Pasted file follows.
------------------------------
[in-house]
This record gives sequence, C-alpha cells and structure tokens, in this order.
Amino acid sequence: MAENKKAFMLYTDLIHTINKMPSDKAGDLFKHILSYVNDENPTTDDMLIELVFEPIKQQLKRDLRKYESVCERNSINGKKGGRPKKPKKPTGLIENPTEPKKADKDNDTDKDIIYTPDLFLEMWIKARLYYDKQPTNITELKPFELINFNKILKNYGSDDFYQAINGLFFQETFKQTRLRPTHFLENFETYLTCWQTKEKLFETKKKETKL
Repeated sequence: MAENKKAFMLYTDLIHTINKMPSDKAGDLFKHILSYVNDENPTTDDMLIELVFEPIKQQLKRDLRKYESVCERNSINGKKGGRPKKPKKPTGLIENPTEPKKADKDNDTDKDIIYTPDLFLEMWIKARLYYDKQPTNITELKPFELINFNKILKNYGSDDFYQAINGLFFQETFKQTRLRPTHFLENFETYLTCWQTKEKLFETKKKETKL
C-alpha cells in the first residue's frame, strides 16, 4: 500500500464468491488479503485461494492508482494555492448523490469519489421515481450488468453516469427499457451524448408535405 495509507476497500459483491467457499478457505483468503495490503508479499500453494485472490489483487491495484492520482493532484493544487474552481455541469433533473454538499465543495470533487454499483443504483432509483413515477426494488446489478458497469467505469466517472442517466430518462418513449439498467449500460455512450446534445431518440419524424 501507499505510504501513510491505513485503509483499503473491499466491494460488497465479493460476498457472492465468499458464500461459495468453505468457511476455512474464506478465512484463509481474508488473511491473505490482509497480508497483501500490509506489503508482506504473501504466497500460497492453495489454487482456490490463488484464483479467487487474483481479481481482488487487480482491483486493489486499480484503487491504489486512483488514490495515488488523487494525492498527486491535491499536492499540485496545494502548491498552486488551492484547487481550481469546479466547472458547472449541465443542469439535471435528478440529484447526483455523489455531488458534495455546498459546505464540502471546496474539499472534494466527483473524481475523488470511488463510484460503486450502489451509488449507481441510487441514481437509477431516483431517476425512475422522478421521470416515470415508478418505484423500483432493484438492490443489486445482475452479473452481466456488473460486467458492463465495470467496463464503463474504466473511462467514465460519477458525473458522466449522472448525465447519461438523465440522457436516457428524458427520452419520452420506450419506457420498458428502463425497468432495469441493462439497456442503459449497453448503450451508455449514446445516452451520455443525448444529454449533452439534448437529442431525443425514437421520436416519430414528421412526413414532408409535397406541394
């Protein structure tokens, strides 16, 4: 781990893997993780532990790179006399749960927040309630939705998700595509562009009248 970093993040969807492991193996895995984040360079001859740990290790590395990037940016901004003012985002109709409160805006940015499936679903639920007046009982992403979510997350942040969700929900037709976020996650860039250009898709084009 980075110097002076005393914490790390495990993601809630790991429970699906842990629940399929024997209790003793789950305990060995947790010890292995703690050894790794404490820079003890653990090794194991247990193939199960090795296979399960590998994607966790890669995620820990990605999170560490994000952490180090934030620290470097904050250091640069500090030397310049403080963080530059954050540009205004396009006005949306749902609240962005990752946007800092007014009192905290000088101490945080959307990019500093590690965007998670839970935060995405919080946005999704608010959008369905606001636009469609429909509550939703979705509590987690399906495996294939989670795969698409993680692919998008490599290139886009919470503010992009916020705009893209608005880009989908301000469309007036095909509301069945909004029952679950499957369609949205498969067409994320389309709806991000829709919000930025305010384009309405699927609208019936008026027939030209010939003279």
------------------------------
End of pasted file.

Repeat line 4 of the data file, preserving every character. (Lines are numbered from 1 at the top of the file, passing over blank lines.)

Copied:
Repeated sequence: MAENKKAFMLYTDLIHTINKMPSDKAGDLFKHILSYVNDENPTTDDMLIELVFEPIKQQLKRDLRKYESVCERNSINGKKGGRPKKPKKPTGLIENPTEPKKADKDNDTDKDIIYTPDLFLEMWIKARLYYDKQPTNITELKPFELINFNKILKNYGSDDFYQAINGLFFQETFKQTRLRPTHFLENFETYLTCWQTKEKLFETKKKETKL